the Catholic learns a lesson in humility, which is avoided when one
    confesses only through private prayer. Third, the Catholic receives
    sacramental graces the non-Catholic doesn’t get; through the sacrament
    of penance sins are forgiven and graces are obtained. Fourth, the
    Catholic is assured that his sins are forgiven; he does not have to rely
    on a subjective “feeling.” Lastly, the Catholic can also obtain sound
    advice on avoiding sin in the future.

  • In addition, we receive grace, and what is grace?
    If you took your parish’s catechism classes when you were growing up,
    you at least remember that there are two kinds of grace, sanctifying
    and actual. That may be all you recall. The names being so similar, you
    might have the impression sanctifying grace is nearly identical to
    actual grace. Not so.

    Sanctifying grace stays in the soul. It’s what makes the soul holy;
    it gives the soul supernatural life. More properly, it is supernatural
    life. While, Actual grace, by contrast, is a supernatural push or encouragement. It’s
    transient. It doesn’t live in the soul, but acts on the soul from the
    outside, so to speak. It’s a supernatural kick in the pants. It gets the
    will and intellect moving so we can seek out and keep sanctifying

    Imagine yourself transported instantaneously to the bottom of the
    ocean. What’s the very first thing you’ll do? That’s right: die. You’d
    die because you aren’t equipped to live underwater. You don’t have the
    right breathing apparatus. If you want to live in the deep blue sea, you need equipment you aren’t provided with naturally; you need something that will elevate you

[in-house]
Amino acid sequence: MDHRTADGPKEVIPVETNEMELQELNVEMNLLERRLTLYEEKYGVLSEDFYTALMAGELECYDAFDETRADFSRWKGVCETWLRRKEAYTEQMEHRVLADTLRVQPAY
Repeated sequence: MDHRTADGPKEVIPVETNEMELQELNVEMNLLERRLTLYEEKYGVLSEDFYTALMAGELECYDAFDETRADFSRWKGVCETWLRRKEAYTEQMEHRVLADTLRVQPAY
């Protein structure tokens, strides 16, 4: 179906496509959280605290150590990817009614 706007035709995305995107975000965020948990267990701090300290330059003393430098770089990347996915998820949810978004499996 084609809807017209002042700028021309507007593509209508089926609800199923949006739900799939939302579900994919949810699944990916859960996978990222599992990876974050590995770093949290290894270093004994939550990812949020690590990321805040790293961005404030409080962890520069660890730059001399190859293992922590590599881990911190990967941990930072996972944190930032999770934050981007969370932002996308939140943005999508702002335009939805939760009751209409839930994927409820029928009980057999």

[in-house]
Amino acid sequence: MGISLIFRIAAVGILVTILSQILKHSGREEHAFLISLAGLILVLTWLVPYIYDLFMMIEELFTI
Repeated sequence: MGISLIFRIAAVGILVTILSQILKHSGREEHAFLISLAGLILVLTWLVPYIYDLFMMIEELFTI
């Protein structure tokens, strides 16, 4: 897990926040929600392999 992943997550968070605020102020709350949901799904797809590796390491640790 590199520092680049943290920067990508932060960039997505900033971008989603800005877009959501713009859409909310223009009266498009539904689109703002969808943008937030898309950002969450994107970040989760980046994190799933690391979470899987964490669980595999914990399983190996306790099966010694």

above your nature, something super- (that is, “above”) natural, such as
    oxygen tanks. It’s much the same with your soul. In its natural state, it isn’t fit
    for heaven. It doesn’t have the right equipment, and if you die with
    your soul in its natural state, heaven won’t be for you. What you need
    to live there is supernatural life, not just natural life. That supernatural life is called sanctifying grace. The reason you need sanctifying grace to be able to live in heaven is because you will be in perfect and absolute union with God, the source of all life (cf. Gal.
    2:19, 1 Pet. 3:18).

    If sanctifying grace dwells in your soul when you die, then you have
    the equipment you need, and you can live in heaven (though you may need
    to be purified first in purgatory; cf. 1 Cor. 3:12–16). If it doesn’t
    dwell in your soul when you die—in other words, if your soul is
    spiritually dead by being in the state of mortal sin (Gal. 5:19-21)— you
    cannot live in heaven. You then have to face an eternity of spiritual
    death: the utter separation of your spirit from God (Eph. 2:1, 2:5,
    4:18). The worst part of this eternal separation will be that you
    yourself would have caused it to be that way.

  • When we receive forgiveness of our sins, we become born again and when we sin again, we become born against!! Really?? But, are Catholics born again?

    Catholics and Protestants agree that to be saved, you have to be born
    again. Jesus said so: “Truly, truly, I say to you, unless one is born
    again, he cannot see the kingdom of God” (John 3:3). When a Catholic says that he has been “born again,” he refers to the transformation that God’s grace accomplished in him during baptism. Evangelical Protestants typically mean something quite different when
    they talk about being “born again.”

    For an Evangelical, becoming “born again” often happens like this: He goes